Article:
Now that all the fuss about a North Korean group (allegedly) hacking Sony and threatening a terrorist attack if US cinemas showed The Interview has long died down, what of the film itself? It seems improbable that a bawdy comedy starring Seth Rogen and James Franco caused such a fuss, but truth is nearly always stranger than fiction.
It’s a curious one. Franco plays Dave Skylark, a vacuous chat show host who specialises in revealing interviews with celebrities. His pal, Sam to his Frodo, is Aaron Rappaport, a producer who has a yen for serious journalism. When the pair find out that North Korean dictator Kim Jong-Un (Randall Park) is a huge fan of Skylark Tonight they decide they must get him on the show’s 1000th episode. Amazingly, they succeed. The CIA approach them with a proposition; get into North Korea and poison the leader.
When they get to North Korea, Skylark and Rappaport are surprised to see a grocery store and a fat child- they believed the country was starving. Kim and Skylark become fast friends, bonding over their love of Katy Perry and margaritas. Unsurprisingly, he begins to have doubts over the assassination. Of course, Kim is not the jovial butterball he seems to be.
It’s produced and directed by Rogen himself along with his partner Evan Goldberg, and if you’re familiar with Knocked Up and Superbad, you’ll know what to expect; lots of gross-out humour and immaturity. And jokes about assholes. So, so many bum jokes. People putting things in bums, getting shot in the bum, poo… it’s really less about North Korea than the old gluteus maximus. As Basil Fawlty once said to an American, “Everything’s bottoms, isn’t it?”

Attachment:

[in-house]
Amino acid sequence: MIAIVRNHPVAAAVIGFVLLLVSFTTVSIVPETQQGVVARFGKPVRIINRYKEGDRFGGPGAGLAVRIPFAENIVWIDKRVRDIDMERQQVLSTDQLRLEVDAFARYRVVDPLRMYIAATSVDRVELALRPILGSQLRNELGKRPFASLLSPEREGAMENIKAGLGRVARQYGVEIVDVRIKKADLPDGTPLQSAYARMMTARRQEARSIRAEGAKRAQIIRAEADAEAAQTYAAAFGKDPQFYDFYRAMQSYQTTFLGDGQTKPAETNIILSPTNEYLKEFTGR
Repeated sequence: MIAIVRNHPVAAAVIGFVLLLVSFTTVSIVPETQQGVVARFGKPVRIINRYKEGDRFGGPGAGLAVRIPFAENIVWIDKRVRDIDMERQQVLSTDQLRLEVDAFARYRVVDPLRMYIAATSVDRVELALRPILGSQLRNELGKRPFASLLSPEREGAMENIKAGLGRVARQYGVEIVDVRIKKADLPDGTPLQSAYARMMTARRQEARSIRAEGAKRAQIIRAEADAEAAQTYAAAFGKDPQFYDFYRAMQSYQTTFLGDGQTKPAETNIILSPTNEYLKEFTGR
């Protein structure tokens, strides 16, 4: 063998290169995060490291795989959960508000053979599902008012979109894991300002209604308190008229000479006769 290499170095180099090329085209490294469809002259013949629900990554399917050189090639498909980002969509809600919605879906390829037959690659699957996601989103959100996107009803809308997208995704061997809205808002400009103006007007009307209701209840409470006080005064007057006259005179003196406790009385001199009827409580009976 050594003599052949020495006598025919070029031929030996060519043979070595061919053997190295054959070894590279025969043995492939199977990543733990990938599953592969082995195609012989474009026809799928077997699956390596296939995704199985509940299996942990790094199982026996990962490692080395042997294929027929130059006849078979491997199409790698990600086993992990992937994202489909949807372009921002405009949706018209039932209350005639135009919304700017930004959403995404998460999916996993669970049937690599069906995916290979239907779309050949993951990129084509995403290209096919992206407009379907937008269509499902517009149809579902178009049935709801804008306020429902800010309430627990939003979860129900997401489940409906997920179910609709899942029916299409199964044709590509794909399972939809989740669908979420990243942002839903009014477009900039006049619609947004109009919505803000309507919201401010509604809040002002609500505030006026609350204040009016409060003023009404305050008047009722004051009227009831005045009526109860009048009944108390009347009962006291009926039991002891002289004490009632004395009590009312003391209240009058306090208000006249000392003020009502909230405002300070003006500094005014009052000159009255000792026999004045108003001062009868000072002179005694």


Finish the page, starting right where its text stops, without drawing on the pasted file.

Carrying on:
Still, sometimes you just need silly humour. The opening scene, featuring a cameo appearance by Eminem, who comes out as gay, is bloody hilarious. A tiny blink-and-you’ll-miss-it cameo from Joseph Gordon-Levitt in a playpen filled with puppies also elicits a chuckle. There’s a great chemistry between Franco and Rogen. Franco plays Skylark as a complete space cadet, and Rogen’s Rappaport is a long-suffering foil. The inherent black comedy of a personality cult is well-sketched, as is the bureaucracy of a communist regime. Particularly brilliant is the insistence that Rappaport travel to a remote mountaintop in China to confirm the date of the interview- something, he howls, he could have done over the phone.
I also really liked with Skylark’s adoration of a small puppy Kim gives him. He’s so devoted that getting the puppy out of North Korea safely becomes his number one priority, far above the security of his fellow humans. As a person who prefers animals to around 90% of people, I completely identify.
The Interview, however, struggles with tone. Amid all the bum jokes and talk of ‘honeydicking’ (it’s how Kim wins Skylark over) it seems that writer Dan Sterling is trying to make a serious point. The facts quoted at Kim about starvation and concentration camps tend to kill jokes about the gayness of margaritas stone dead. There’s also the elephant in the room; race. There are some very, very dodgy moments where it feels the jokes are at Asians rather than with them (an early scene where Rappaport says “me so solly” made me cringe).
However, there were two surprisingly progressive elements in the film. The relationship between Sook (Diana Bang), a pretty official, and Rappaport, continues at the film’s end. She has an important job to do and she’s not expected to go to America with him. It’s instead conducted over Skype. Secondly, Sook convinces the pair that the US has interfered enough in international affairs over the years and that the North Koreans themselves should be allowed to make things right. Such a recognition from a mainstream, Hollywood gross-out comedy is staggering, and it’s hard to imagine it happening even ten years ago.
The Interview is definitely worth a watch, but there’s no point in getting your knickers in a twist over it… eh, Kim?